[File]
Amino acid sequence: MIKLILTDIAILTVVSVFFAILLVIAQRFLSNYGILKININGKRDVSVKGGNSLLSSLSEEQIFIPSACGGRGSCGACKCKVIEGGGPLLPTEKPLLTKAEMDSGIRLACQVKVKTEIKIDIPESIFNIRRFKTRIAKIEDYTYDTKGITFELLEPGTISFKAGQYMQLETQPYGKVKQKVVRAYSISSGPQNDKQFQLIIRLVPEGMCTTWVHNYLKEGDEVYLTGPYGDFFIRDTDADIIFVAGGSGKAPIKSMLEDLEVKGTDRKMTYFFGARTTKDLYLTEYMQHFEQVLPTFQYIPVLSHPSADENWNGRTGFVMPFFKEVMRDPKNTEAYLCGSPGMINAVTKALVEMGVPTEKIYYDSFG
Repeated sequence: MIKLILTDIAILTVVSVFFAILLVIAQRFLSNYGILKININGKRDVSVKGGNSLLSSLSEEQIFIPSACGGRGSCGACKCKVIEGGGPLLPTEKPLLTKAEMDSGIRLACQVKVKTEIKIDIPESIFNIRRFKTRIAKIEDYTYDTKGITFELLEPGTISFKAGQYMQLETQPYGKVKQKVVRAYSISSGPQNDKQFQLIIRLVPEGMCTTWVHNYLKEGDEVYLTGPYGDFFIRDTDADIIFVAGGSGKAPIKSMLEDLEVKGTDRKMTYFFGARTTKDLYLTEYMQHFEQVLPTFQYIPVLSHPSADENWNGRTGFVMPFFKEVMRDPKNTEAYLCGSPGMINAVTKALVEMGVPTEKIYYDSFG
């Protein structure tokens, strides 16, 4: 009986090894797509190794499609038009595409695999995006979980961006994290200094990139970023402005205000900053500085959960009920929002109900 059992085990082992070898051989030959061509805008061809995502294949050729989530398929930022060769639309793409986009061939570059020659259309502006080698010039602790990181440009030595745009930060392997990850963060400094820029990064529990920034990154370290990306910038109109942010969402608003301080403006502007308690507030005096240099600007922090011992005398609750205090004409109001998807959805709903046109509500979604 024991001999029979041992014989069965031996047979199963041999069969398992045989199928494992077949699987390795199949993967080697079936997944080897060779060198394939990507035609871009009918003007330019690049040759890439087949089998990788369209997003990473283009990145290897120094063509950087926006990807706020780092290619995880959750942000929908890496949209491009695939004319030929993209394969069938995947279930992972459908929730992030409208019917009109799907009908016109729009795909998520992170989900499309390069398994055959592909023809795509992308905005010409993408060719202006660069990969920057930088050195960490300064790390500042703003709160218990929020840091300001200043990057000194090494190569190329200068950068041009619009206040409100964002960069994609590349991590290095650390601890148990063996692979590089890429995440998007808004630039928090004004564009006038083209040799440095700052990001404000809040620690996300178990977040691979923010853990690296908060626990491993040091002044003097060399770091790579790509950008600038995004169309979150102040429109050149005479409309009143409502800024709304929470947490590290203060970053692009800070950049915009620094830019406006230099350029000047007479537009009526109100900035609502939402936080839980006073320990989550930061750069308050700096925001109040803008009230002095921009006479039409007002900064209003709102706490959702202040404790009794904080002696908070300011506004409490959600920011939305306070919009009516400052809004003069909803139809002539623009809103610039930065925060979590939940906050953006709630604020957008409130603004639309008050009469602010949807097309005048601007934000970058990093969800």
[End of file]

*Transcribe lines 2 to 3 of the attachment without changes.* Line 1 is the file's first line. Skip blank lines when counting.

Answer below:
Repeated sequence: MIKLILTDIAILTVVSVFFAILLVIAQRFLSNYGILKININGKRDVSVKGGNSLLSSLSEEQIFIPSACGGRGSCGACKCKVIEGGGPLLPTEKPLLTKAEMDSGIRLACQVKVKTEIKIDIPESIFNIRRFKTRIAKIEDYTYDTKGITFELLEPGTISFKAGQYMQLETQPYGKVKQKVVRAYSISSGPQNDKQFQLIIRLVPEGMCTTWVHNYLKEGDEVYLTGPYGDFFIRDTDADIIFVAGGSGKAPIKSMLEDLEVKGTDRKMTYFFGARTTKDLYLTEYMQHFEQVLPTFQYIPVLSHPSADENWNGRTGFVMPFFKEVMRDPKNTEAYLCGSPGMINAVTKALVEMGVPTEKIYYDSFG
């Protein structure tokens, strides 16, 4: 009986090894797509190794499609038009595409695999995006979980961006994290200094990139970023402005205000900053500085959960009920929002109900 059992085990082992070898051989030959061509805008061809995502294949050729989530398929930022060769639309793409986009061939570059020659259309502006080698010039602790990181440009030595745009930060392997990850963060400094820029990064529990920034990154370290990306910038109109942010969402608003301080403006502007308690507030005096240099600007922090011992005398609750205090004409109001998807959805709903046109509500979604 024991001999029979041992014989069965031996047979199963041999069969398992045989199928494992077949699987390795199949993967080697079936997944080897060779060198394939990507035609871009009918003007330019690049040759890439087949089998990788369209997003990473283009990145290897120094063509950087926006990807706020780092290619995880959750942000929908890496949209491009695939004319030929993209394969069938995947279930992972459908929730992030409208019917009109799907009908016109729009795909998520992170989900499309390069398994055959592909023809795509992308905005010409993408060719202006660069990969920057930088050195960490300064790390500042703003709160218990929020840091300001200043990057000194090494190569190329200068950068041009619009206040409100964002960069994609590349991590290095650390601890148990063996692979590089890429995440998007808004630039928090004004564009006038083209040799440095700052990001404000809040620690996300178990977040691979923010853990690296908060626990491993040091002044003097060399770091790579790509950008600038995004169309979150102040429109050149005479409309009143409502800024709304929470947490590290203060970053692009800070950049915009620094830019406006230099350029000047007479537009009526109100900035609502939402936080839980006073320990989550930061750069308050700096925001109040803008009230002095921009006479039409007002900064209003709102706490959702202040404790009794904080002696908070300011506004409490959600920011939305306070919009009516400052809004003069909803139809002539623009809103610039930065925060979590939940906050953006709630604020957008409130603004639309008050009469602010949807097309005048601007934000970058990093969800």